Flowering Crabapple Trees
By Jan Cashman • Posted on March, 24th 2018
For a quick overview, see the comparison chart/table below »
Care and Planting
Plant the graft (the bulge near the union of root and top) at soil level. Leave a depression around the tree for a watering well. Frequent watering (once or twice a week depending upon conditions) is necessary the first few years (and thereafter, during extremely dry periods) to establish a healthy tree. Cultivating around the tree and a fertilizer program will encourage good flowering.
Diseases And Pests
Trees must be protected in the winter from Voles and Mice by wrapping with screen or some material through which rodents cannot penetrate, up to the bottom branch. Repellants or fences are needed in areas where Deer might be a problem. Also, the trunks should be wrapped to protect from Sunscald which can blister and split the bark in the winter.
“Fireblight” is a bacterial disease that attacks flowering crab trees and others in this family. It affects young twigs first, traveling down the shoot. The bark may look watery, dark green and oily and eventually splits. Leaves on affected twigs die but hand on. Fire Blight is spread by insects and wind and is seen more often after wet springs. To control, plant resistant varieties. Prune out infected branches being careful to sterilize pruners between cuts to avoid spreading the disease. Also, the tree can be sprayed with streptomycin or copper sulfate. Spray just before blossoms open and then continue every four days. Do not spray after fruit has formed. Spraying will not cure Fire Blight but may prevent its spread.
Cedar Apple Rust
“Cedar Apple Rust” is a fungal disease that needs both cedars (upright junipers) and apple trees to complete its life cycle. The fungus forms galls on cedar trees, but it does the most damage to apple trees, forming yellow spots on the leaves, and fruit and causing early leaf drop. So, if possible, do not plant apple trees near upright junipers. Control cedar apple rust by spraying with fungicide such as Fung-onil just before the blossoms open, again when the blossom petals are falling, and twice more up to the middle of June.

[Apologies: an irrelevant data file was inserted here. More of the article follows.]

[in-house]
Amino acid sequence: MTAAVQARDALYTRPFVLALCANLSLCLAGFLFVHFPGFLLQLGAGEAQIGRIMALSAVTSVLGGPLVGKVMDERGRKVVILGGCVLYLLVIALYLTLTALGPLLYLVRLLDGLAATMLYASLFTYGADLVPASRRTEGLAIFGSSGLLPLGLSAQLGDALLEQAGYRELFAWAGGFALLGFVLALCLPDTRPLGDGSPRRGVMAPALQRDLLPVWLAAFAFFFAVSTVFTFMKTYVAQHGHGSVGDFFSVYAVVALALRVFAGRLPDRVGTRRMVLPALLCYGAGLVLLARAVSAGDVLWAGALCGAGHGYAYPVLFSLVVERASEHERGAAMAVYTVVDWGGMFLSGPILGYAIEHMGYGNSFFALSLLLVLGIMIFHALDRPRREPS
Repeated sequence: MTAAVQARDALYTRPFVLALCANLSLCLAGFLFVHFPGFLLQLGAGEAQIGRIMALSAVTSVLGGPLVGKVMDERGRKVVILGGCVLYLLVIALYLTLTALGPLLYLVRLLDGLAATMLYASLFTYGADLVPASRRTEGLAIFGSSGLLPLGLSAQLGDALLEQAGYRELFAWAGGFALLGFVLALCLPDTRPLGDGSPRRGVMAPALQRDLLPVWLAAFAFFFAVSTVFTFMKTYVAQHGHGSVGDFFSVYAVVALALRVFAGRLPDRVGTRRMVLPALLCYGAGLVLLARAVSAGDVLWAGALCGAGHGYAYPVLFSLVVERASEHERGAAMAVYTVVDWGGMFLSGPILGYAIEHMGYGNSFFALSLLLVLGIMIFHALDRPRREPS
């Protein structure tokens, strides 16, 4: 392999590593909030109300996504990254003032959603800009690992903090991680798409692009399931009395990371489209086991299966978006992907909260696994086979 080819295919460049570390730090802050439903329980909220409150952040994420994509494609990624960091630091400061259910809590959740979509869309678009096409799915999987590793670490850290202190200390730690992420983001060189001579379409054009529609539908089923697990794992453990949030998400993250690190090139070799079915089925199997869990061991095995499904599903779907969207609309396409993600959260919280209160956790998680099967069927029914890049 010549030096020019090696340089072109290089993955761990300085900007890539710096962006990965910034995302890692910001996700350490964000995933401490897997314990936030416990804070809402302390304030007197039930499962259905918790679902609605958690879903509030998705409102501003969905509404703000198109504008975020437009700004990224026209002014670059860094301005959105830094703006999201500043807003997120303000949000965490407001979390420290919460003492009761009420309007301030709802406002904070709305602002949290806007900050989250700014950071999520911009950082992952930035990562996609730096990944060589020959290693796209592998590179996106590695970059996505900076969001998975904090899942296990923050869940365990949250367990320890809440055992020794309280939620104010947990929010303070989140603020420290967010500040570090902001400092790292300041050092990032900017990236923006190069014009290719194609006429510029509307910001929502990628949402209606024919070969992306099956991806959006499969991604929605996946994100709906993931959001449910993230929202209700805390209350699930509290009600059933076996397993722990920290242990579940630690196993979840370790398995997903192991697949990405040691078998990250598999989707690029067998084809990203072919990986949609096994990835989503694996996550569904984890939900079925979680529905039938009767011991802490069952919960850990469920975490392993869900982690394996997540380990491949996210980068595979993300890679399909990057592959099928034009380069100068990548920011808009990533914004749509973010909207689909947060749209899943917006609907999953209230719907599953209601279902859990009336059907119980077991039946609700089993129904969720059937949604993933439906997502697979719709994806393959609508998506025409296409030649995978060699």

“Scab” is a fungal disease that forms olive-brown velvety spots on leaves and young fruits. To control, remove and destroy leaf and fruit debris in the fall. In the spring, spray with a fungicide such as Fung-onil.
Flowering Crabapple Tree Varieties Comparison Chart
|Variety||Bloom Color||Fruit||Foliage||Height / Shape||Hardiness / FireBlight|
|Bechtel||Double Pink||Little if any||Fuzzy Green||20 ft / Vase||Zone 4 – Susceptible|
|Dolgo||White||Crimson 1″ Fruits, Good Jelly||Green||30 ft / Spreading||Zone 2 – Resistant|
|Gladiator||Bright Pink||Reddish Purple||Bronze-Purple||15 ft / Narrow||Zone 2 – Resistant|
|Louisa||Pink||Gold||Green||15 ft / Weeping||Zone 4 – Resistant|
|Radiant||Deep Pink||Red – Persistent||Green||20 ft / Round||Zone 3 – Resistant|
|Red splendor||Pink||Red – Persistent||Reddish-green||20 ft / Open||Zone 3 – Susceptible|
|Ruby Tears||Pink||Dark Red||Red-Green||8-10 ft /Weeping||Zone 4 – Resistant|
|Rudolph||Dark Pink||Red – Persistent||Bronze-green||16 ft / Upright||Zone 2 – Resistant|
|Sargent||White||Dark Red||Dark Green||8 ft / Wide||Zone 4 – Resistant|
|Spring Snow||White||Fruitless||Bright Green||25 ft / Round||Zone 4 – Susceptible|
|Thunderchild||Pale Pink||Dark Red||Deep Purple||15 ft / Upright||Zone 3 – Resistant|
|Tina||White||Red||Green||10 ft / Spreading||Zone 4 – Resistant|